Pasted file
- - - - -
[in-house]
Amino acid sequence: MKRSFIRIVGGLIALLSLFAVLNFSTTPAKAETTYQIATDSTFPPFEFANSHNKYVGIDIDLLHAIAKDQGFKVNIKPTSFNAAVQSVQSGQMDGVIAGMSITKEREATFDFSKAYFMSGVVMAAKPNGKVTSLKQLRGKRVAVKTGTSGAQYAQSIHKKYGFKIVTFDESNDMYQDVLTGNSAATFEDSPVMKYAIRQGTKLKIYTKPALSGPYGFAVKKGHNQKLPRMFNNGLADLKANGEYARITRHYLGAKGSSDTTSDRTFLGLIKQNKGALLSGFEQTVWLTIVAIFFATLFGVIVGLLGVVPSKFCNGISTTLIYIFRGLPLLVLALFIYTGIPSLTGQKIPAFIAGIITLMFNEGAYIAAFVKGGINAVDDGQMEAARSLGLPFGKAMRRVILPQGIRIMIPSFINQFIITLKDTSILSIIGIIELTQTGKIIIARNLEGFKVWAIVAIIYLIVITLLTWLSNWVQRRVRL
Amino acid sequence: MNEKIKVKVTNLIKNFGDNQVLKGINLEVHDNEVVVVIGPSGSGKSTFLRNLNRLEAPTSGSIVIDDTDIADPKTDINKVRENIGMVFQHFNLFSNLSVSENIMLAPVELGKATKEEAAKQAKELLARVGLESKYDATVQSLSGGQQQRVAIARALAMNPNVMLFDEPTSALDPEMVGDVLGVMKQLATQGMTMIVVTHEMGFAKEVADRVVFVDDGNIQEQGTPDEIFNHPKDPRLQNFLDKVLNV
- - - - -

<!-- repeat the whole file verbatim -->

[in-house]
Amino acid sequence: MKRSFIRIVGGLIALLSLFAVLNFSTTPAKAETTYQIATDSTFPPFEFANSHNKYVGIDIDLLHAIAKDQGFKVNIKPTSFNAAVQSVQSGQMDGVIAGMSITKEREATFDFSKAYFMSGVVMAAKPNGKVTSLKQLRGKRVAVKTGTSGAQYAQSIHKKYGFKIVTFDESNDMYQDVLTGNSAATFEDSPVMKYAIRQGTKLKIYTKPALSGPYGFAVKKGHNQKLPRMFNNGLADLKANGEYARITRHYLGAKGSSDTTSDRTFLGLIKQNKGALLSGFEQTVWLTIVAIFFATLFGVIVGLLGVVPSKFCNGISTTLIYIFRGLPLLVLALFIYTGIPSLTGQKIPAFIAGIITLMFNEGAYIAAFVKGGINAVDDGQMEAARSLGLPFGKAMRRVILPQGIRIMIPSFINQFIITLKDTSILSIIGIIELTQTGKIIIARNLEGFKVWAIVAIIYLIVITLLTWLSNWVQRRVRL
Amino acid sequence: MNEKIKVKVTNLIKNFGDNQVLKGINLEVHDNEVVVVIGPSGSGKSTFLRNLNRLEAPTSGSIVIDDTDIADPKTDINKVRENIGMVFQHFNLFSNLSVSENIMLAPVELGKATKEEAAKQAKELLARVGLESKYDATVQSLSGGQQQRVAIARALAMNPNVMLFDEPTSALDPEMVGDVLGVMKQLATQGMTMIVVTHEMGFAKEVADRVVFVDDGNIQEQGTPDEIFNHPKDPRLQNFLDKVLNV